Alternative Fuel Vehicles Most major automakers produce and sell AFVs—cars. EVs—like small cars and bicycles—are perfect for driving short distances and where low top speeds aren't an issue. High-Efficiency Advanced Vehicles No matter what the fuel. The vehicles can switch between the two fuels. shuttle buses.) Fuel economy becomes even more important when you consider the growing popularity of sport utility vehicles (SUVs). If we could double the fuel economy of SUVs. and even boats. such as in small neighborhoods. Some EVs today though can break most highway speeds. but some are now available to the public. you may already be driving around in an alternative fuel-capable vehicle and not even know it. According to Automotive News. Some new cars on the market now offer really impressive improvements in fuel economy. Some large shuttle buses are also EVs. General Motors expects SUVs to outsell every other car and truck by 2005. depending on the vehicle.and heavy-duty trucks. Warren Gretz. we could save more than 5000 gallons of fuel per vehicle over its lifetime. You may already be driving around in an alternative fuel-capable vehicle and not even know it. Many AFVs are sold as fleet vehicles. the higher the fuel economy of a car or truck. the less it pollutes. In fact. It’s estimated that 1 to 2 million FFVs are already on American roads. Dedicated vehicles Dedicated vehicles are designed to be fueled only by an alternative fuel. light. bifuel or dual-fuel. NREL/PIX08394 This engine runs on gasoline and electricity. P-Series fuel is designed to run in FFVs also. transit buses.Bifuel or Dual-Fuel Vehicles Bifuel vehicles have two tanks— one for gasoline and one for either natural gas or propane. Flex-Fuel Vehicles A flex-fuel vehicle (FFV) has one tank and can accept any mixture of gasoline and either methanol or ethanol. offroad vehicles. 5 . EVs are a special type of dedicated vehicle. Look in your owner’s manual or on the inside of the fuel compartment door for information on what fuels are appropriate for your vehicle. Other advanced technologies are under development and will soon be available in new vehicles. There are three basic types of AFVs: flex-fuel. (The “Fuel Economy Guide” Web site listed on page 8 can help consumers choose the most fuel efficient vehicle models. and dedicated vehicles.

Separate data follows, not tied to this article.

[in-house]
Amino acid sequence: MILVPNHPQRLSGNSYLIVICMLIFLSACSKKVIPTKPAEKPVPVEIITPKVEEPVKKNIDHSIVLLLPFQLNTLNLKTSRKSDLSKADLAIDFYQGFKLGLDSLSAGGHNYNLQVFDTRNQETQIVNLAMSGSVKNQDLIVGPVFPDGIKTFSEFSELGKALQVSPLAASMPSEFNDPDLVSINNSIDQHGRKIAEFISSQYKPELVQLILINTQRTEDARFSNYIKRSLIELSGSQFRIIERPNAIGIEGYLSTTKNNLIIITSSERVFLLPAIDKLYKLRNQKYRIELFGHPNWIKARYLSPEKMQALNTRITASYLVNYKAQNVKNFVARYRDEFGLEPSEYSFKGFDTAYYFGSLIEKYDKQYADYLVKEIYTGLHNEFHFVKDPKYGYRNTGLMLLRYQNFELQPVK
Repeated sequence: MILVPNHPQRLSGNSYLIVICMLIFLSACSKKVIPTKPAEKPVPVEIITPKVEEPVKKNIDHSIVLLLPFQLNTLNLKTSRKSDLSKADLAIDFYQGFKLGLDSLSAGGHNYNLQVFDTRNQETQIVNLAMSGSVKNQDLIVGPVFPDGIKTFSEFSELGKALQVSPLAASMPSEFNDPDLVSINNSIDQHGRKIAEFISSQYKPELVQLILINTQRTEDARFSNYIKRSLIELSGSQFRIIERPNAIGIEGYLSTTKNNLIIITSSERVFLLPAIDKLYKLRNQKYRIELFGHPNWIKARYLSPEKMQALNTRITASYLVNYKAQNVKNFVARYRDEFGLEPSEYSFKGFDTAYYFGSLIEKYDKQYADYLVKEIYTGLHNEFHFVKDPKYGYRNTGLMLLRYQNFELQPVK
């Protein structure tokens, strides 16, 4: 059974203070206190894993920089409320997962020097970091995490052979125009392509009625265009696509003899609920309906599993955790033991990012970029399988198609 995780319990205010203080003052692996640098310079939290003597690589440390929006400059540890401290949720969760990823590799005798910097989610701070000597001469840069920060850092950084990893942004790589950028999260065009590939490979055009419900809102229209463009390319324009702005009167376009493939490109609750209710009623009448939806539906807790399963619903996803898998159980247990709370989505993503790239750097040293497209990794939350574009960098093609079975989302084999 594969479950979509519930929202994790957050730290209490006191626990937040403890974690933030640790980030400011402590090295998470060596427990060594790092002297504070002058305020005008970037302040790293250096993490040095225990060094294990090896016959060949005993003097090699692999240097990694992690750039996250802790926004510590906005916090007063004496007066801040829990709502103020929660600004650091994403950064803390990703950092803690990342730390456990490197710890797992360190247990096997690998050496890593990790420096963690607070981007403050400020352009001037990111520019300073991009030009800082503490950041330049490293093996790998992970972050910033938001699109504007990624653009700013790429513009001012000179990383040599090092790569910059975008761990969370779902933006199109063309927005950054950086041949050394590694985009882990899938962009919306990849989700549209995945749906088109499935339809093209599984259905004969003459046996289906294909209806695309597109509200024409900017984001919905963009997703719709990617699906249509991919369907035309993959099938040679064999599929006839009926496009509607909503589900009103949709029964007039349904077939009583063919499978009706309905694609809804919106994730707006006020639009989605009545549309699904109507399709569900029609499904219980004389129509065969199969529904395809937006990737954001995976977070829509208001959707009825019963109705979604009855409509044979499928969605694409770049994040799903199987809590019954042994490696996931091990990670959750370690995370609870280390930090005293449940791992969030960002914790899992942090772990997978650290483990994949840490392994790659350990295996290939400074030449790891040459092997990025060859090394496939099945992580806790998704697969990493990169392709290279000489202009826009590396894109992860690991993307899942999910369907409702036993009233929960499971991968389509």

the first HEVs on the market emit a third to one half the amount of greenhouse gases emitted by standard gasoline vehicles. But researchers are still exploring other energy storage options. HEVs reduce smog-forming pollutants by running more efficiently. SIDI engines have the advantage of burning gasoline and different types of alternative fuels. Additional models from other automakers are expected to follow. 6 Warren Gretz. made by Toyota and available today. which combine the internal combustion engine of a conventional vehicle with an electric motor. HEVs. SIDI engines inject fuel directly into the combustion chamber. Hybrid Electric Vehicles Researchers are working on making fuel cell components competitve with internal combustion engines. and varies the amount of force (torque) that rotates the wheels. Many researchers expect this technology to be used in vehicles by 2010. which is popular in Europe and now available in automobiles sold in the United States. In 2000. can achieve about twice the fuel economy of conventional vehicles. two automakers — Honda and Toyota — began selling hybrid electric vehicles (HEV). NREL/PIX08392 . Turbocharged Direct-Injection (TDI) Diesel Engines This is the turbocharged version of the CIDI engine.This HEV. Batteries are by far the most common energy storage choice. Fuel Cell Vehicle The fuel cell is one of the hottest advanced vehicle technologies. Vehicles with CIDI engines have the ability to directly inject fuel into the combustion chamber of an engine to ignite the fuel by compressing it. they are not zero-emission vehicles. But because of their internal combustion engines. averages about 50 miles-per-gallon. Later models may cut emissions even more. Like CIDI engines. Advanced Drive Trains The drive train is the system within the vehicle that transmits power from the engine and directs it toward the wheels. However. Spark-Ignition Direct-Injection (SIDI) Engines Standard gasoline engines use a spark to ignite the fuel. However. The TDI engine’s fuel economy is 20 percent greater than conventional diesel engines. Compression-Ignition Direct-Injection (CIDI) Engines CIDI engines are the most efficient internal combustion engines available today. An energy storage system stores the power to run the electric motor.